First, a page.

However, I do have years of experience knowing myself. I listened to my intuition of my needs on many occasions. For instance, this blog was a result of my intuition. Something told me I should write a blog about Joy, not once but many times.

The this blog fills me joy. When I finished a day’s work, my “well” is full, and I can be more for my family and friends. I did not think writing this blog would bring me this much joy. I had to experience it first before I knew.

Learn from the past experiences.

I have a host of life experiences and reflecting back on them helps to separated my imagined joyful experiences versus real joyful experiences. A tool called the seven-story exercise helps individuals learn from their past, almost forgotten experiences, what brought them joy.

This method used by career and life coach professionals encourages their clients to search their memories — good memories — write them out and look for similarities of what made them joy.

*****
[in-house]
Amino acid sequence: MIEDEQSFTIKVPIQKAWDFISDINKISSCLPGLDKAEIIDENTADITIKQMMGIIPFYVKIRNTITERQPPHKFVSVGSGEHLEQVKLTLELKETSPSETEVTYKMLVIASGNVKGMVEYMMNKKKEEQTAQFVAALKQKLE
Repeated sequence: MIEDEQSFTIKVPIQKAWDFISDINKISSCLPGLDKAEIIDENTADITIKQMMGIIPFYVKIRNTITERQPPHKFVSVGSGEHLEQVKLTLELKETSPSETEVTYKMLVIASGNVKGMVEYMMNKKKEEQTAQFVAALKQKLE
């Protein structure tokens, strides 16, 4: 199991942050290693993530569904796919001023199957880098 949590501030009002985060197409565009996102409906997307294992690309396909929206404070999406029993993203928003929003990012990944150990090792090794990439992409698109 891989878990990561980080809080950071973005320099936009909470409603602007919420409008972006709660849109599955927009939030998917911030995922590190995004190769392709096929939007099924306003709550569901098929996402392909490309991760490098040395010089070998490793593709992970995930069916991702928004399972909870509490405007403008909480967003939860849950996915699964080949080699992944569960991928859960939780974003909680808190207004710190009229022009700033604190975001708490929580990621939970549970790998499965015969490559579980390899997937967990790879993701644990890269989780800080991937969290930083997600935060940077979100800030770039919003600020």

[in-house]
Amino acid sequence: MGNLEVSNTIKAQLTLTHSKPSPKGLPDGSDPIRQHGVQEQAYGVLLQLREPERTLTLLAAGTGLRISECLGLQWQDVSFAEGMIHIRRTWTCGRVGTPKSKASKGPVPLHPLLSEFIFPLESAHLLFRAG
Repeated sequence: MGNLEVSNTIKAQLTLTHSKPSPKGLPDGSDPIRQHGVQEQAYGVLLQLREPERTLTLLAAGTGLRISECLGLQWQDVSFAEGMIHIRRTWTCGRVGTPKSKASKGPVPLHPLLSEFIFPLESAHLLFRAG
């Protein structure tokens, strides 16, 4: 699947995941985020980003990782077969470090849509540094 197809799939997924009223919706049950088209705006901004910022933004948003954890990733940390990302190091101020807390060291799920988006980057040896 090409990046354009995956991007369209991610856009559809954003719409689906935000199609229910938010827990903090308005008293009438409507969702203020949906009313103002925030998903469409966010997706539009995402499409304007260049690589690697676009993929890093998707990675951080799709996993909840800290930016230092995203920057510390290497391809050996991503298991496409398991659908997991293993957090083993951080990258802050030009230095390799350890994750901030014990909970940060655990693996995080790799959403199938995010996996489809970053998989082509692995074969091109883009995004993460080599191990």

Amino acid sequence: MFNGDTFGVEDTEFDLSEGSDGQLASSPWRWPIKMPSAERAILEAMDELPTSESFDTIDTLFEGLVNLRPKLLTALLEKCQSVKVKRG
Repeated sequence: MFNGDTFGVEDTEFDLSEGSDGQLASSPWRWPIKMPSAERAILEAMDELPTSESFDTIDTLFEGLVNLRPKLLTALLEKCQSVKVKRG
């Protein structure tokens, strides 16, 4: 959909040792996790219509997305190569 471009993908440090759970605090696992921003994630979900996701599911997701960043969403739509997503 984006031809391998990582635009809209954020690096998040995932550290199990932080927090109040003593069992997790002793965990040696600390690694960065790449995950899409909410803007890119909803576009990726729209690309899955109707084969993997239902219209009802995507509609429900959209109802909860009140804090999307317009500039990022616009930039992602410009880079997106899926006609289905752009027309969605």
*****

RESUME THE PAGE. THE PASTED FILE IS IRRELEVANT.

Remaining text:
I have written my seven stories and synthesized out what experiences were enjoyable. I have incorporated them into my current lifestyle.

To go back to the sailboat I wrote about in the opening, I look back at my experience with sailboats. When I am honest with myself, I realize I found the refinishing a boat brought some joy, but the actual sailing I found boring: Tack this way, travel that direction, while the first 30 minutes felt joyful the remaining time I fought tedium. Another reason not to buy the boat.

Block judgment of a person, place, or thing.